Victoria and Tasmania react to latest stevedore hike

By: Rob McKay


VICT move exposes political talk but no torque as APSA goes federal

Victoria and Tasmania react to latest stevedore hike
Container transport issues are getting a wider airing

 

The Victorian and Tasmanian governments have reacted with varying levels of concern to Victoria International Container Terminal’s (VICT’s) recent container access charges rise.

With the Victorian Department of Transport is in the process of finalising the new voluntary port pricing model (VPPM) and protocols for the way in which any changes in infrastructure charges should be justified, communicated and implemented by stevedores, ATN understands ports and freight minister Melissa Horne has written to VICT to confirm there will be no further changes in charges before July 1, 2021.

"This decision is completely unacceptable – especially at a time when everyone should be pulling together to keep businesses open, Victorians in jobs and goods moving across our supply chain," a government spokesperson tells ATN.

"We're working hard to boost landside efficiency at the Port of Melbourne to get goods on and off ships quicker to help drive down costs, but stevedores also need to play their part in driving efficiencies to bring down prices.

"We want to work closely with exporters, importers, land transport operators, stevedores and other port businesses to deliver a more cost-effective and efficient port supply chain.

"It’s in the interests of all Victorians, particularly at a time when the economy is being challenged by the impact of the coronavirus."

It is the second time during the Covid-19 pandemic that developments at the country’s largest container ports has exposed Horne’s lack of control due to how it was privatised.

The exposure exists for the Tasmanian government, given the state relies heavily on container transhipment to and  from Melbourne’s port.

"The Tasmanian government has previously raised its concerns regarding increases to infrastructure access charges at the Port of Melbourne, including with the Victorian Government, the ACCC and DP World directly," a government spokesperson tells ATN.

"The Port of Melbourne is a crucial transhipment hub for Tasmanian import and export freight and a focal point for international container movements.

"The Tasmanian Government will continue to monitor developments at the Port of Melbourne and seek to work with all parties to ensure supply chains remain cost effective."

The mention of the Australian Competition and Consumer Commission (ACCC) is a reminder that it is examining possible action on Part X of the Competition and Consumer Act, which protects container shipping lines, whose consolidation the ACCC  recognises as giving them preponderant market power over stevedores, pushing them to forge land-side  sources of income.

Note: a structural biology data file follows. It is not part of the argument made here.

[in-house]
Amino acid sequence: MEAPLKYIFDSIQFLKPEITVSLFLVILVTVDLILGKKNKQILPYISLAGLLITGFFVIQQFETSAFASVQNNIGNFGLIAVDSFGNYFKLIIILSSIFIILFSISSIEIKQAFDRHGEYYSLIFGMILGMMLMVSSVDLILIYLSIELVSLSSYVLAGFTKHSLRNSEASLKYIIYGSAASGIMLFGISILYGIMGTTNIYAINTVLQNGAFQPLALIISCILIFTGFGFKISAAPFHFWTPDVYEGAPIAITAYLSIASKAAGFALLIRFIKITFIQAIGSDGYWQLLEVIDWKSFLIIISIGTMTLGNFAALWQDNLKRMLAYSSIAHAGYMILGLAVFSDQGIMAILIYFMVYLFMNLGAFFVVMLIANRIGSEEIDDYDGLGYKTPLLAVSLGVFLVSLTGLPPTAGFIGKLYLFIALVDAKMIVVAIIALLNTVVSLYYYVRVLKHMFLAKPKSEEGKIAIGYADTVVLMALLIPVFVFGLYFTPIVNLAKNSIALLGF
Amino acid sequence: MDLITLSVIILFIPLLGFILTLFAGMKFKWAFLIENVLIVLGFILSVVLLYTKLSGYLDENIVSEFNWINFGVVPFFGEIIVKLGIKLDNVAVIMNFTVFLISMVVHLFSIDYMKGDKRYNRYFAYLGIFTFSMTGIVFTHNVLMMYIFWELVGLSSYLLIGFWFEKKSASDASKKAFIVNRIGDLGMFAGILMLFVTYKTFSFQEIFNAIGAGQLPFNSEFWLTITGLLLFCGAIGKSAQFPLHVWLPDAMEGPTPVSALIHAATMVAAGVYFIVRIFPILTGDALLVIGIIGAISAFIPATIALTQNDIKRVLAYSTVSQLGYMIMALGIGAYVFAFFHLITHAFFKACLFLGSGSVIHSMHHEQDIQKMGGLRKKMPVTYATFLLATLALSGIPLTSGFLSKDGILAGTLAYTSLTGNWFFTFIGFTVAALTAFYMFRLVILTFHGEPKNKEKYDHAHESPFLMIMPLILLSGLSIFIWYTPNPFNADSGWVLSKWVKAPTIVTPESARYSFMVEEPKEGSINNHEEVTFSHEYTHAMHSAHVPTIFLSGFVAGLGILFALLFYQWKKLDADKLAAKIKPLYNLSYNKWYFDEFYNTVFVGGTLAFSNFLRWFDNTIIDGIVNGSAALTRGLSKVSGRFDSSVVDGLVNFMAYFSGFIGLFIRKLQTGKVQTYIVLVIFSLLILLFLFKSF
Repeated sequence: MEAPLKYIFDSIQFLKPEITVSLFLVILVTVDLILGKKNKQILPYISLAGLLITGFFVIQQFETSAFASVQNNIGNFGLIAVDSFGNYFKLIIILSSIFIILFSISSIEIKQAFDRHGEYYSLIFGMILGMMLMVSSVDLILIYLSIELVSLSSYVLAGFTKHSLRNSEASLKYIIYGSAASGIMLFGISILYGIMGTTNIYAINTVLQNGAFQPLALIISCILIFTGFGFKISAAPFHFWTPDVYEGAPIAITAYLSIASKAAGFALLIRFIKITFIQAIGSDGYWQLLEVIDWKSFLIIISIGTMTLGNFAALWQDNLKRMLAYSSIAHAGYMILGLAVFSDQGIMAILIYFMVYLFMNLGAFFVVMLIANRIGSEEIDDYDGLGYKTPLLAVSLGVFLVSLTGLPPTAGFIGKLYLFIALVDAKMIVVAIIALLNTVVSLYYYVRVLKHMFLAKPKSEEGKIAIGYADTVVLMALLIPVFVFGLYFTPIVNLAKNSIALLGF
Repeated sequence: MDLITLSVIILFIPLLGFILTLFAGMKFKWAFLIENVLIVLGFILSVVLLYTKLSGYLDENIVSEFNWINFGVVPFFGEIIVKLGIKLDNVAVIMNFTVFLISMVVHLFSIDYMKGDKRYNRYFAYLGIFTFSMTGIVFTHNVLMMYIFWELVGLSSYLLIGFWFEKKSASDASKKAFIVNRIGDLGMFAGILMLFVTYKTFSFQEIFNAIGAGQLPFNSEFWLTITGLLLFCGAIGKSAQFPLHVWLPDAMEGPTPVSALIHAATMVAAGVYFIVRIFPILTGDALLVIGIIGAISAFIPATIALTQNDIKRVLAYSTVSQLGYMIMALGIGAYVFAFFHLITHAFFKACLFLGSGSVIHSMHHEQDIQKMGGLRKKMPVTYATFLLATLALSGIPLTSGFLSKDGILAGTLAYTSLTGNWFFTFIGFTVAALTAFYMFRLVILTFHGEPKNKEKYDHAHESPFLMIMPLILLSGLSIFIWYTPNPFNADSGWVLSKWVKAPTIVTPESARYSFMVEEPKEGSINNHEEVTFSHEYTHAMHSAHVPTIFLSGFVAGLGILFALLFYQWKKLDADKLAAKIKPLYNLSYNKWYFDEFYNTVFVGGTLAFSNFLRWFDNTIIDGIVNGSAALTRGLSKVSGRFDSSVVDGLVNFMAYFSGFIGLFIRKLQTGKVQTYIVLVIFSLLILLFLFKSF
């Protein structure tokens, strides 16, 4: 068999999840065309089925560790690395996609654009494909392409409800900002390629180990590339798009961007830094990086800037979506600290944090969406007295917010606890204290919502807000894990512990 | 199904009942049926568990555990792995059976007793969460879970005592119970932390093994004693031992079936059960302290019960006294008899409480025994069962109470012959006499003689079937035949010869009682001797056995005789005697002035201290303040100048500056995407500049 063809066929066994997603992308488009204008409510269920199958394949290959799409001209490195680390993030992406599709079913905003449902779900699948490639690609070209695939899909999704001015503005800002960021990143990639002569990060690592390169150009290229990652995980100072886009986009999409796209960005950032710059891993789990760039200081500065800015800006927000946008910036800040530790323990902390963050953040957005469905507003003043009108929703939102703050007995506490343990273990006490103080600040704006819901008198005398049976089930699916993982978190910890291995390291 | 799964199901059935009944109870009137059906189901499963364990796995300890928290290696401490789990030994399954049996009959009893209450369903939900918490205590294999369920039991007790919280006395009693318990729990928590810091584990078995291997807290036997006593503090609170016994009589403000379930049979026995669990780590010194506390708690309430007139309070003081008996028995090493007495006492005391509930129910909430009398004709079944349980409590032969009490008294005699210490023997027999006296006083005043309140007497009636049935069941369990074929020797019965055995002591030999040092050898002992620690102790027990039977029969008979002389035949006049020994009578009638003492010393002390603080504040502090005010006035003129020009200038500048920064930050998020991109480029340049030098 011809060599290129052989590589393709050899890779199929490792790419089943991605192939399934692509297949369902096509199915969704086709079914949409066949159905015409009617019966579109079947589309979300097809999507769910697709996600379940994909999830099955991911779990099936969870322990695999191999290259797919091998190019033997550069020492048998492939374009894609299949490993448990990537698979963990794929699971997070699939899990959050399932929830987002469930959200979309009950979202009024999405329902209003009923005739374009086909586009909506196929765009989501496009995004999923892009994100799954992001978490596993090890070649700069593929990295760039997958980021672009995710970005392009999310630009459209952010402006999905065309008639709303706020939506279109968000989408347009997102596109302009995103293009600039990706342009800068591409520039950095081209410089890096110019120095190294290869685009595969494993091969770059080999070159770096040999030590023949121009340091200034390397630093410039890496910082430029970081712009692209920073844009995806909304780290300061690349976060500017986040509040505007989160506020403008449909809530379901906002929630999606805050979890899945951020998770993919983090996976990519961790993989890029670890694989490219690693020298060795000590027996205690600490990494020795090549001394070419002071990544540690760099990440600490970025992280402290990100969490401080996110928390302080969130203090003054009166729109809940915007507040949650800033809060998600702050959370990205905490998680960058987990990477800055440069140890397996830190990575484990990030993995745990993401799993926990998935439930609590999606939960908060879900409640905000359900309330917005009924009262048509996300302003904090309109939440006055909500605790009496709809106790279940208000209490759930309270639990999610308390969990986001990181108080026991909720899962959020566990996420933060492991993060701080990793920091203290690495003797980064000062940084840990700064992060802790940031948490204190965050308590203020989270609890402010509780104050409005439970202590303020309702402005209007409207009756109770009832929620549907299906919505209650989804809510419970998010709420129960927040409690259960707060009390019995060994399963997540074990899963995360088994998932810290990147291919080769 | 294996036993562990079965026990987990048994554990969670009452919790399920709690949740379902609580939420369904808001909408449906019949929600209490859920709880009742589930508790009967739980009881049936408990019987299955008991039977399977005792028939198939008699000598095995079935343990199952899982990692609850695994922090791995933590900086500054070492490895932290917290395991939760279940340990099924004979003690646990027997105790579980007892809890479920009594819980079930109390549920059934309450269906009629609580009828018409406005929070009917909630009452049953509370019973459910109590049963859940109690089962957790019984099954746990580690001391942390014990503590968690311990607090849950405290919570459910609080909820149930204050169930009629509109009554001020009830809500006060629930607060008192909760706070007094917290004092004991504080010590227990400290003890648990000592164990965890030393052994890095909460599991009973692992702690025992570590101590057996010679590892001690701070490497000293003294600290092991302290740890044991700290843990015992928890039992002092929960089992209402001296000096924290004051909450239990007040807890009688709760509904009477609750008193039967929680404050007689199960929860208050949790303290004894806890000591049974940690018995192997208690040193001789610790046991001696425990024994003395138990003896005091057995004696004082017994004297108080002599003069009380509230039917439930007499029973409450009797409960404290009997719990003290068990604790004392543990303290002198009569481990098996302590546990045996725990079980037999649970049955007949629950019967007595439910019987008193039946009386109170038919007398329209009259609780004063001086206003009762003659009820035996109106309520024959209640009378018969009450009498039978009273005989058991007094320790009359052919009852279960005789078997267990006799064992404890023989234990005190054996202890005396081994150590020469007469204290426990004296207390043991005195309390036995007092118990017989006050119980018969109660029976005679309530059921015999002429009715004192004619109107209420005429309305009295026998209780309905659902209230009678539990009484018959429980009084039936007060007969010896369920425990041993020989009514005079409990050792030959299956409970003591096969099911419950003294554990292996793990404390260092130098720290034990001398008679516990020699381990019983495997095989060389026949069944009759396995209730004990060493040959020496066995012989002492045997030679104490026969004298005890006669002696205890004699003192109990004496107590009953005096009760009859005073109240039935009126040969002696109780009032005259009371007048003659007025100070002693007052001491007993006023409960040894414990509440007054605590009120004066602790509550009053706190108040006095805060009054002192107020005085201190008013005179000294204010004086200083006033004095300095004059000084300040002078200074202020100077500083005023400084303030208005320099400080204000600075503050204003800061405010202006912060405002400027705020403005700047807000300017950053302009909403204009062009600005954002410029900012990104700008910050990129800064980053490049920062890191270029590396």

Read how Horne reacted to DP World’s access charge hike during Covid-19, here


Though the states’ relevant departments seem to have allowed the probe to take its course, the federal infrastructure and transport department’s submission addressed the issue in part, saying:

"One observation the Department does make is the emergence of ‘Infrastructure Surcharges’ charged by stevedores directly to shippers for landside access to container terminals.

"These charges are levied in addition to the charges applied to shipping lines for quayside services, which are typically passed through to shippers by shipping lines as a Terminal Handling Charge.

"Shippers have raised concerns the imposition of two charges for stevedoring services has significantly increased the overall cost of importing or exporting a container of goods.

"Whilst these charges and their regulation are not within the remit of Part X, they should be considered in terms of a possible class exemption and the broader ability of Australian exporters and importers to access liner shipping services at competitive rates.

"This consideration is important as they impact directly on the international competitiveness of Australian exporters and the cost of goods charged to Australian consumers."

With the pandemic and the China threat undermining traditional federal government inertia, access charges opponents are bringing container issues to a wider audience in a society rife with ignorance on transport matters.

For the Freight & Trade Alliance (FTA) and the Australian Peaks Shippers Association (APSA), this includes a formal submission to the Standing Committee on Foreign Affairs, Defence and Trade Inquiry into the implications of the Covid-19 pandemic for Australia's foreign affairs, defence and trade.

On VICT, FTA director Paul Zalai notes that, VICT justified as a mechanism to provide income to cover a lease increase imposed by the privatised Port of Melbourne.

Zalai argues that all businesses face a dilemma of how to deal with unavoidable costs such as rent, infrastructure, labour and power. Those same businesses are then forced to either absorb costs or pass them on to their commercial clients.

"Similarly, stevedores should be forced to either absorb operating costs or pass these on to their commercial client (shipping lines). Shipping lines then have the choice to absorb or pass this onto shippers (exporters, importers and freight forwarders) through negotiated freight rates and associated charges," he says in a statement

"In contrast, transport operators (road and rail) are held at ransom, forced to pay an Infrastructure Surcharge to collect and deliver containers with no ability to negotiate price or service."

Zalai also notes that many transport operators have included administration fees to manage cash-flow associated with these charges resulting in cascading costs flowing through the supply chain. Ultimately, Australian exporters and importers pay further inflated prices."

 

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